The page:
The Mod Squad Comes Together to Modernize Old RPG
October 6, 2021 Alex Woodie
In the early 70s, a group of fictional social misfits joined up to solve crimes on the hit television series The Mod Squad. Now a group of real-life IBM i professionals of the same name are uniting to solve an equally pressing problem: modernizing old RPG code, including some that dates back to the 1970s.
“You’ve heard of IBM‘s upward compatibility,” says Rich Ollari, an IBM i veteran who is one of the ringleaders of the new Mod Squad. “Code that ran back in the 80s, even the 70s, is still running today, and that’s what we’re fighting with. It’s a blessing and a curse at the same time. It saved the client a lot of money over the years. But unfortunately, that equates to debt, which you have to pay off eventually.”
The goal of the modern Mod Squad is to make paying that technical debt less painful for IBM i clients than it might otherwise be. The group’s mantra is to help customer maintain, modernize, or migrate. The method mostly involves doing the hard work of moving code, often written in System/36-era RPG II, to newer and more manageable code, usually RPG ILE or free-form RPG, which juniors programmers can learn. The target: Small and midsize IBM i shops who have been overlooked by the big consulting firms, and who have so far resisted the siren call of modernization.
“We just believe it’s a somewhat abandoned market,” Ollari tells IT Jungle. “There’s a lot of these smaller midsize clients out there, and while there are great tools that exist in the marketplace and a lot of focus with larger clients, the smaller clients seem to fly under the radar.”
The Mod Squad is not a company, but rather, it’s a loose affiliation of IBM i developers led by Ollari and his business partner Danny Duncan. Ollari’s day job is being the general manager of Tree Line Solutions, a Vermont-based consultancy that provides a range of IBM i development services. Duncan is the found of Respect Technology Inc. (RTI), a Greenville, South Carolina, company that provides a range of support and development services, primarily for an IBM i customer base. The two have partnered off and on for the past 10 years, and now they’re joining forces in the unofficial group known as the Mod Squad.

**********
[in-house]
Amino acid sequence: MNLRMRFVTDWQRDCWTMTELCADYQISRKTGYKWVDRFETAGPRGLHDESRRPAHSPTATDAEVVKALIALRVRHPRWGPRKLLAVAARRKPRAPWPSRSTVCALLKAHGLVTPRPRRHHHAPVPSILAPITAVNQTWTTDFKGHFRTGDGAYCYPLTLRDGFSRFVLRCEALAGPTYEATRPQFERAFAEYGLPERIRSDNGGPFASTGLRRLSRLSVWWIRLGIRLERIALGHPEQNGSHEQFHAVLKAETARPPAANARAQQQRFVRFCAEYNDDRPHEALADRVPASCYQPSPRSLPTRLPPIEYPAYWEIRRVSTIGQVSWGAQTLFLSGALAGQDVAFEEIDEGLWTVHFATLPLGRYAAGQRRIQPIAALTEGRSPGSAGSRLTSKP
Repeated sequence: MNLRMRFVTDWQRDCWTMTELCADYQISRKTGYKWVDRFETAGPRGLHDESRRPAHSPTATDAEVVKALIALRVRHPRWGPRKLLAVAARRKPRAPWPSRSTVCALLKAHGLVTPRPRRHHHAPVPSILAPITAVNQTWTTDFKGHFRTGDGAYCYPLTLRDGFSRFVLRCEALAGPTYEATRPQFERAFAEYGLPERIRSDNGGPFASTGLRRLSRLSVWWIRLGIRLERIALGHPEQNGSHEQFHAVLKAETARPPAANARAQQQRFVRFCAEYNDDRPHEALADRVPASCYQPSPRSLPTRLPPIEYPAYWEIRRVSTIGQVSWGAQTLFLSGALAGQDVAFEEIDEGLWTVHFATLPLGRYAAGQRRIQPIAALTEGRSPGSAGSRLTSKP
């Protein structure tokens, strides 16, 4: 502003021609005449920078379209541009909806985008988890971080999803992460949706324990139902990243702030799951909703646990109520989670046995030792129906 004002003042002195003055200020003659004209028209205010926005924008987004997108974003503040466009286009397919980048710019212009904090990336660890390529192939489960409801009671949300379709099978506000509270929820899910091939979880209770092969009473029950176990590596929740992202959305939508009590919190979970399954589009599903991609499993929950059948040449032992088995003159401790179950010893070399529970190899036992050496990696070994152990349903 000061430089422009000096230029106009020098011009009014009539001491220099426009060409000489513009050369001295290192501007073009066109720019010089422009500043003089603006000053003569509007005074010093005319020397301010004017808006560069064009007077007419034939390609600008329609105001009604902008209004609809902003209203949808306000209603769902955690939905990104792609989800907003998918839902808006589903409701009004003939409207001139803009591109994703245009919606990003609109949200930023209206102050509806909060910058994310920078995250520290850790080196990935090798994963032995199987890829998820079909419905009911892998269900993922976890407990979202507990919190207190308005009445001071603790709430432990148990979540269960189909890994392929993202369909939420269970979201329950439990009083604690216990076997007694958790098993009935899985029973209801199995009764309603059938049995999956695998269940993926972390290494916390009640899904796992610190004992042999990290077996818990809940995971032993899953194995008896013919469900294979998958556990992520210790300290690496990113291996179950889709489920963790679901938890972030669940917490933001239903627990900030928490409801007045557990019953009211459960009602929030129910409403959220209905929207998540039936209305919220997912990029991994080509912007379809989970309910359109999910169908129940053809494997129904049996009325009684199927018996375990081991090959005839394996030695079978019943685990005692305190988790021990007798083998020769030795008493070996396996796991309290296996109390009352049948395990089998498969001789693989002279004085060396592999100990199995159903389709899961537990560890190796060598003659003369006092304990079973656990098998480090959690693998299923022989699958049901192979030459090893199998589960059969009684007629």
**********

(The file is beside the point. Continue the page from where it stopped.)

There are 12 members of the Mod Squad, according to Ollari, including two from Tree Line and two from RTI, and eight who will be moonlighting from their other day jobs. In total, these IBM i pros have 450 person-years of experience, which means the average Mod Squad-er has 37.5 years of experience under his (or her) belt. That’s a lot of stick time by any measure, but it’s necessary to tackle the types of problems that the Mod Squad is likely to encounter.
“Each modernization opportunity is different,” Ollari says. “Some of them are quite pleased with the green screen RPG. It’s running the business, it’s doing the job, and there are a lot of clients in that position.”
But many IBM i shops are not happy with where they are and are looking for a change. Mod Squad offers three options. They can clean up the RPG code to make it more maintainable, they can migrate it to a newer version, or the Mod Squad can assist with migrating to a packaged solution. (There will be no migrating to non-IBM i packages. “We just hate to see the attrition from the IBM platform, Ollari says. “We grew up in it. We love it. We believe in it.”)
One potential Mod Squad client is a midsize distributor that constantly requires the help of the IT department to generate critical reports from an RPG II-based application. This particular application uses flat files that are embedded into the RPG code, which makes it difficult to work with. The Mod Squad solution is to modify that solution with SQL tables and report generation automated by Db2 Web Query, which will allow the business to drive the reporting.